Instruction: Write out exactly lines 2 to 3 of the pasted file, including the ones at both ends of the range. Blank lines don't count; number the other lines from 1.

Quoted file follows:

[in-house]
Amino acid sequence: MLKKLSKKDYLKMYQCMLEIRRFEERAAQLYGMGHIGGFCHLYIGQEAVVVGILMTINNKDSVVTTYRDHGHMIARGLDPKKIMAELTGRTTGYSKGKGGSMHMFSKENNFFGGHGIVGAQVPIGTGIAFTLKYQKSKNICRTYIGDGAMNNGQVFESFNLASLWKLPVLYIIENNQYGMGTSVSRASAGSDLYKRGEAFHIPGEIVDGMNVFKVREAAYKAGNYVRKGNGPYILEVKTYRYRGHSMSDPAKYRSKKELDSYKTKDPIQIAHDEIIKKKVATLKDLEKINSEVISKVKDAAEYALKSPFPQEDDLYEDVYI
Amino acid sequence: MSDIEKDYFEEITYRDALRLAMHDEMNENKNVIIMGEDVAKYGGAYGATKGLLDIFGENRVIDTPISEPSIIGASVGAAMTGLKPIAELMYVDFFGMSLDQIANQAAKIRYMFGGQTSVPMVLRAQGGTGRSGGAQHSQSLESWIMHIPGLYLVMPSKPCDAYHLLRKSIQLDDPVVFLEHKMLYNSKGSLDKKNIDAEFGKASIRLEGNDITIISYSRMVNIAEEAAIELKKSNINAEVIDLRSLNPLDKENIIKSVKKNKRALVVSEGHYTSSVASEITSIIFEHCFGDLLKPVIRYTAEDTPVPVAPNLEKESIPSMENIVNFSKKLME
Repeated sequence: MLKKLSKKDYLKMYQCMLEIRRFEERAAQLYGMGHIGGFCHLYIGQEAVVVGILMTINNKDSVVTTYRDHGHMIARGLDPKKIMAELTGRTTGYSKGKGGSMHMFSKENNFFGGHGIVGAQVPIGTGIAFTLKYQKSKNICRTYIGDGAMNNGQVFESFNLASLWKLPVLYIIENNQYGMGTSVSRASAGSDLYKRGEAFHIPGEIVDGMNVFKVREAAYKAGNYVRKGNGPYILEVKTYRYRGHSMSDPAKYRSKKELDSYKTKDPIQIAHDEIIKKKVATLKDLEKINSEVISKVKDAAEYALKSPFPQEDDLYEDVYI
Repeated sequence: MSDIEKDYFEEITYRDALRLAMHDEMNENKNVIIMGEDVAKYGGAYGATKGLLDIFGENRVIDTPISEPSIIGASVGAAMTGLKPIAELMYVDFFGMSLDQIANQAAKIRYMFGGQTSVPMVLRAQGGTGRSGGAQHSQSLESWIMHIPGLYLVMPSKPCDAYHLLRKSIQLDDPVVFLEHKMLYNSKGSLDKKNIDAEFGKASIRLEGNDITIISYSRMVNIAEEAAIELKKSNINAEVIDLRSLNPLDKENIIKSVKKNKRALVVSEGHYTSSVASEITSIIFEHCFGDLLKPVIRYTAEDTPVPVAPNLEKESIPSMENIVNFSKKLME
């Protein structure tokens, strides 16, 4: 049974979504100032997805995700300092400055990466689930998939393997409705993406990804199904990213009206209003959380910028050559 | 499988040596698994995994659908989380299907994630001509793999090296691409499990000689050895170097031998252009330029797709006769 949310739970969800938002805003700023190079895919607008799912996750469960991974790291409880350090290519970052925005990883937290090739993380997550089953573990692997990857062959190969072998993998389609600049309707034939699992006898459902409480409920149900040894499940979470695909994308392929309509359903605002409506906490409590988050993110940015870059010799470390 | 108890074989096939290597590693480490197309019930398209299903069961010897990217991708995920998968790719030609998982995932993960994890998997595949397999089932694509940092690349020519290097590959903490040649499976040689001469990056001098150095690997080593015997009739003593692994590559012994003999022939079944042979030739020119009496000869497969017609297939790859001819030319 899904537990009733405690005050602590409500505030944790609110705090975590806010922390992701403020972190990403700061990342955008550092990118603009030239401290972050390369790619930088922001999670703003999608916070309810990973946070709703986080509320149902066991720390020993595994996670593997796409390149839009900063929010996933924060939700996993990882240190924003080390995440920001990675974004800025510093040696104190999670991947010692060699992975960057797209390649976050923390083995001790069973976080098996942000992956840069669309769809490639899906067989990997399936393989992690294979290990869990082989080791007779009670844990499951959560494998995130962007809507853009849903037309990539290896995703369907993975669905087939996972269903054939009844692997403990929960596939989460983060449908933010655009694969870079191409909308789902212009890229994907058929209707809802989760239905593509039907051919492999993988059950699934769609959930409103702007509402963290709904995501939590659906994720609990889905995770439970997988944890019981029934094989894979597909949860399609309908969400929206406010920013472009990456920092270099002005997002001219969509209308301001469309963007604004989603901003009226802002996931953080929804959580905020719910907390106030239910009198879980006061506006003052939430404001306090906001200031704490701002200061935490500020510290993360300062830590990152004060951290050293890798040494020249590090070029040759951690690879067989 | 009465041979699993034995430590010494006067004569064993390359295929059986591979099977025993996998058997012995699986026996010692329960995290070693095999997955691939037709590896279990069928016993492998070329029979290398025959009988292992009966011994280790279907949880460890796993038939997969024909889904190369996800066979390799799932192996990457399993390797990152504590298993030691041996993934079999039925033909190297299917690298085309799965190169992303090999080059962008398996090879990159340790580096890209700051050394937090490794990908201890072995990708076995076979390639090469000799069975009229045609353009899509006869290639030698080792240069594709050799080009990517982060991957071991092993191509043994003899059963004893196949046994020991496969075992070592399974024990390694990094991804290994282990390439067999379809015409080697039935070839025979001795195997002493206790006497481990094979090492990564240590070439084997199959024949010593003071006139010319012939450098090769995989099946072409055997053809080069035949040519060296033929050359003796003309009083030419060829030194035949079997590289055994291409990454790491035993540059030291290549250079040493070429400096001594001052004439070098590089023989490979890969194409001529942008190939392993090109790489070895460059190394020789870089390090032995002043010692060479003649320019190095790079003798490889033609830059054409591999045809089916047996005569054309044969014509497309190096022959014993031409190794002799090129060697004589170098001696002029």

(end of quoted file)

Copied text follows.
Amino acid sequence: MLKKLSKKDYLKMYQCMLEIRRFEERAAQLYGMGHIGGFCHLYIGQEAVVVGILMTINNKDSVVTTYRDHGHMIARGLDPKKIMAELTGRTTGYSKGKGGSMHMFSKENNFFGGHGIVGAQVPIGTGIAFTLKYQKSKNICRTYIGDGAMNNGQVFESFNLASLWKLPVLYIIENNQYGMGTSVSRASAGSDLYKRGEAFHIPGEIVDGMNVFKVREAAYKAGNYVRKGNGPYILEVKTYRYRGHSMSDPAKYRSKKELDSYKTKDPIQIAHDEIIKKKVATLKDLEKINSEVISKVKDAAEYALKSPFPQEDDLYEDVYI
Amino acid sequence: MSDIEKDYFEEITYRDALRLAMHDEMNENKNVIIMGEDVAKYGGAYGATKGLLDIFGENRVIDTPISEPSIIGASVGAAMTGLKPIAELMYVDFFGMSLDQIANQAAKIRYMFGGQTSVPMVLRAQGGTGRSGGAQHSQSLESWIMHIPGLYLVMPSKPCDAYHLLRKSIQLDDPVVFLEHKMLYNSKGSLDKKNIDAEFGKASIRLEGNDITIISYSRMVNIAEEAAIELKKSNINAEVIDLRSLNPLDKENIIKSVKKNKRALVVSEGHYTSSVASEITSIIFEHCFGDLLKPVIRYTAEDTPVPVAPNLEKESIPSMENIVNFSKKLME